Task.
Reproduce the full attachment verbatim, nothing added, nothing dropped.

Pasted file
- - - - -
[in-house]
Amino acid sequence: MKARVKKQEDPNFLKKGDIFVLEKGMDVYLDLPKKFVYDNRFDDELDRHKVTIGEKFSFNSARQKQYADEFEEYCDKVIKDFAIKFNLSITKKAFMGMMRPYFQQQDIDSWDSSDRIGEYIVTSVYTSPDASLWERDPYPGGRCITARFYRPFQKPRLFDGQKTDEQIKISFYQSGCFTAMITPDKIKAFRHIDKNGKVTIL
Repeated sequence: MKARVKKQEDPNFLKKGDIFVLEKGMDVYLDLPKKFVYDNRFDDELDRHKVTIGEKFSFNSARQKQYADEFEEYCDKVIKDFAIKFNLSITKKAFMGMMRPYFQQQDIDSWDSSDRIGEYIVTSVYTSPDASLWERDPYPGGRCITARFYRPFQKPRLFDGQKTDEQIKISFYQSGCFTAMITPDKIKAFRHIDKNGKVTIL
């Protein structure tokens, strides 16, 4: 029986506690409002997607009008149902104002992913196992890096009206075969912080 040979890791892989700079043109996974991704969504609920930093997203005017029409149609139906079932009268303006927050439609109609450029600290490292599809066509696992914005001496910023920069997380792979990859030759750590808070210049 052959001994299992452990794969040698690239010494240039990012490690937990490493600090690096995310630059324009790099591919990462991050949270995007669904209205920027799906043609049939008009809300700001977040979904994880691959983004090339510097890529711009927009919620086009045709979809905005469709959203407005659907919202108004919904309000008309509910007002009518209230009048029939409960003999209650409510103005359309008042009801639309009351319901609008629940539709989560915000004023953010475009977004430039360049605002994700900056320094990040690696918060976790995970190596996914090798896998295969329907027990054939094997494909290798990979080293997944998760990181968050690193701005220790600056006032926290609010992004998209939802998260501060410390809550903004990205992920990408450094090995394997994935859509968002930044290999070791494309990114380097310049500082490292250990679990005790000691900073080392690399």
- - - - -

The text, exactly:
[in-house]
Amino acid sequence: MKARVKKQEDPNFLKKGDIFVLEKGMDVYLDLPKKFVYDNRFDDELDRHKVTIGEKFSFNSARQKQYADEFEEYCDKVIKDFAIKFNLSITKKAFMGMMRPYFQQQDIDSWDSSDRIGEYIVTSVYTSPDASLWERDPYPGGRCITARFYRPFQKPRLFDGQKTDEQIKISFYQSGCFTAMITPDKIKAFRHIDKNGKVTIL
Repeated sequence: MKARVKKQEDPNFLKKGDIFVLEKGMDVYLDLPKKFVYDNRFDDELDRHKVTIGEKFSFNSARQKQYADEFEEYCDKVIKDFAIKFNLSITKKAFMGMMRPYFQQQDIDSWDSSDRIGEYIVTSVYTSPDASLWERDPYPGGRCITARFYRPFQKPRLFDGQKTDEQIKISFYQSGCFTAMITPDKIKAFRHIDKNGKVTIL
């Protein structure tokens, strides 16, 4: 029986506690409002997607009008149902104002992913196992890096009206075969912080 040979890791892989700079043109996974991704969504609920930093997203005017029409149609139906079932009268303006927050439609109609450029600290490292599809066509696992914005001496910023920069997380792979990859030759750590808070210049 052959001994299992452990794969040698690239010494240039990012490690937990490493600090690096995310630059324009790099591919990462991050949270995007669904209205920027799906043609049939008009809300700001977040979904994880691959983004090339510097890529711009927009919620086009045709979809905005469709959203407005659907919202108004919904309000008309509910007002009518209230009048029939409960003999209650409510103005359309008042009801639309009351319901609008629940539709989560915000004023953010475009977004430039360049605002994700900056320094990040690696918060976790995970190596996914090798896998295969329907027990054939094997494909290798990979080293997944998760990181968050690193701005220790600056006032926290609010992004998209939802998260501060410390809550903004990205992920990408450094090995394997994935859509968002930044290999070791494309990114380097310049500082490292250990679990005790000691900073080392690399």